Singapore spent $12 million on Donald Trump-Kim Jong-un summit, says its foreign affairs ministry; largest part spent on security

Singapore: Singapore said on Sunday it spent Singaporean $16.3 million ($12 million) on the historic US-North Korea summit, adding it was less than initially anticipated after some in the city-state complained about the high cost.

US president Donald Trump and the North's leader Kim Jong-un met in Singapore on 12 June for talks aimed at ending a tense nuclear standoff.

Supreme leader of North Korea Kim Jong-un and US president Donald Trump. Reuters

File image of US president Donald Trump met Kim Jong-un in SIngapore. Reuters

The meeting was the culmination of a rapid detente between Pyongyang and Washington and saw Kim commit to working towards denuclearisation, although critics noted the summit agreement was vague and non-binding.

Singapore, an affluent financial hub, was seen as a good choice for the summit due to its warm ties with both the US and North Korea, and reputation for strict order.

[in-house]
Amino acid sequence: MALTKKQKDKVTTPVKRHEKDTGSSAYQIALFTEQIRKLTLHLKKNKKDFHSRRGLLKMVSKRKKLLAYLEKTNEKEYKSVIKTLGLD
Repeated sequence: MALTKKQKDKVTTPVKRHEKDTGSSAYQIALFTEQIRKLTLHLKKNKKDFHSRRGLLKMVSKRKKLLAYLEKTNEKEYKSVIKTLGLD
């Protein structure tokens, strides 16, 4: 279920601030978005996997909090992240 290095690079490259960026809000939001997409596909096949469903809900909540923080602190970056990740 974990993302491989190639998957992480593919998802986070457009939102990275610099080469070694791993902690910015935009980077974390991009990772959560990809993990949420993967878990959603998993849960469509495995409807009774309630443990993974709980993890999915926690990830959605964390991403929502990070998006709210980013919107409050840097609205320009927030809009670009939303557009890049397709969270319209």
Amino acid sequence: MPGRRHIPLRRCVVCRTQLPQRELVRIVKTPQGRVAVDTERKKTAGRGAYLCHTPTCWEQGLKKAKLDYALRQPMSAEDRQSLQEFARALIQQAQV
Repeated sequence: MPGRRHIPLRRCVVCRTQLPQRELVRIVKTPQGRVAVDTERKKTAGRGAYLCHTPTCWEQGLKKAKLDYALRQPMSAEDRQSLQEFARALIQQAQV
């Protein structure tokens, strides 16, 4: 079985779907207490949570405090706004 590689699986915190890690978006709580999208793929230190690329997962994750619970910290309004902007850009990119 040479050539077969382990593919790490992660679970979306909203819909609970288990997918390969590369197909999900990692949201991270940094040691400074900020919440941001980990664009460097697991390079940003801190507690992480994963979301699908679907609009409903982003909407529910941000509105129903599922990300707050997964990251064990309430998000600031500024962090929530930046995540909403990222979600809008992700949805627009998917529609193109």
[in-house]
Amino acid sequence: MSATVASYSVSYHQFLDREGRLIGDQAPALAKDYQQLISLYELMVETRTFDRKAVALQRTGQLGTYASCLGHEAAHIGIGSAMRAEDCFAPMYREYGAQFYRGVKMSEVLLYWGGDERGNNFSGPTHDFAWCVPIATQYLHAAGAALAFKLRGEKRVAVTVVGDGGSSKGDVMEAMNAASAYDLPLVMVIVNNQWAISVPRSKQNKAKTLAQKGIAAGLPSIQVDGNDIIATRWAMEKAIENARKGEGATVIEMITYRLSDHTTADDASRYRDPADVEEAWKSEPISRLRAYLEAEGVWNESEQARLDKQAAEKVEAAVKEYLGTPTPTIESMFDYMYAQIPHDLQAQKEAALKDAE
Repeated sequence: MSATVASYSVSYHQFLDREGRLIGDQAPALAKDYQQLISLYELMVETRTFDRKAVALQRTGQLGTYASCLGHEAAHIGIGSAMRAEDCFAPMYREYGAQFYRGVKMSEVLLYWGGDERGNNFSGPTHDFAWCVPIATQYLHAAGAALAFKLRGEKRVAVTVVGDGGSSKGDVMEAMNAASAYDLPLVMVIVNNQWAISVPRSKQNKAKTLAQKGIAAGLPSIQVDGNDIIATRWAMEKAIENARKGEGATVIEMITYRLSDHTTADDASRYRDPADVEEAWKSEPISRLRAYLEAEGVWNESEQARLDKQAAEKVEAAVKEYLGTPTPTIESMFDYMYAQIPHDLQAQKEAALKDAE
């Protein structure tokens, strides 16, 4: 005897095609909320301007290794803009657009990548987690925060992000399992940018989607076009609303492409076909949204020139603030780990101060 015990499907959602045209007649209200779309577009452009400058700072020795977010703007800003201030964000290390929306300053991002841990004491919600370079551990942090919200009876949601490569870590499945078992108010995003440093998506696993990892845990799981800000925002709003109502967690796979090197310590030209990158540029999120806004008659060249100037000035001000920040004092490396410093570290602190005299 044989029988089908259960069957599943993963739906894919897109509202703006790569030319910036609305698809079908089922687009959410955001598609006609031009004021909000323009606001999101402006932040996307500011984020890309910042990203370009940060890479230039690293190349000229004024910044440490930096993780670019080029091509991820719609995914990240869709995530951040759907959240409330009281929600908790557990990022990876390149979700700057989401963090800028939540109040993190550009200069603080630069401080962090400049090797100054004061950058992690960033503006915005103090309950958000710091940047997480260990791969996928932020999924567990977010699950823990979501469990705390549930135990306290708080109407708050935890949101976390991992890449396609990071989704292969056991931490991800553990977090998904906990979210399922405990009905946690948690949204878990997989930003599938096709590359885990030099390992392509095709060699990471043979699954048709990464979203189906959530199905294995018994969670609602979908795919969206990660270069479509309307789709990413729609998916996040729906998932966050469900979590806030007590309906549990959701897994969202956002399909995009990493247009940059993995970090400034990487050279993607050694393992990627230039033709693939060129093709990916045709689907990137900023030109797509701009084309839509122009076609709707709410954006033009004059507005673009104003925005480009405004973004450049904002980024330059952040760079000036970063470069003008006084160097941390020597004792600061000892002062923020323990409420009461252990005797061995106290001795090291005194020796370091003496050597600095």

But some Singaporeans thought welcoming the mercurial leaders was more an annoyance than an honour, particularly when Prime Minister Lee Hsien Loong estimated the tiny state would have to shell out Sg$20 million ($14.7 million) to host the meeting.

However in the end, the cost incurred by the government was about Sg$16.3 million, the biggest part of which was spent on security, said a ministry of foreign affairs spokesman in a statement.

It noted that Singapore had "supported the international efforts to achieve peace and stability on the Korean Peninsula".

Tightly-controlled Singapore rolled out a massive security operation for the meeting, deploying thousands of police, setting up road-blocks and banning flares and loudhailers near summit venues to prevent protests.

As well as the security operation, the Singapore government footed the bill for the delegation from the sanctions-hit North, including Kim's stay at the luxury St Regis hotel, according to the BBC.

They would have also had to pay a substantial amount for facilities for the huge number of journalists that covered the summit.

The clampdown was disruptive for many residents in the usually placid city-state of 5.6 million - although some observers said hosting the summit amounted to a PR coup that would ultimately benefit Singapore.

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Updated Date: Jun 25, 2018 07:21 AM

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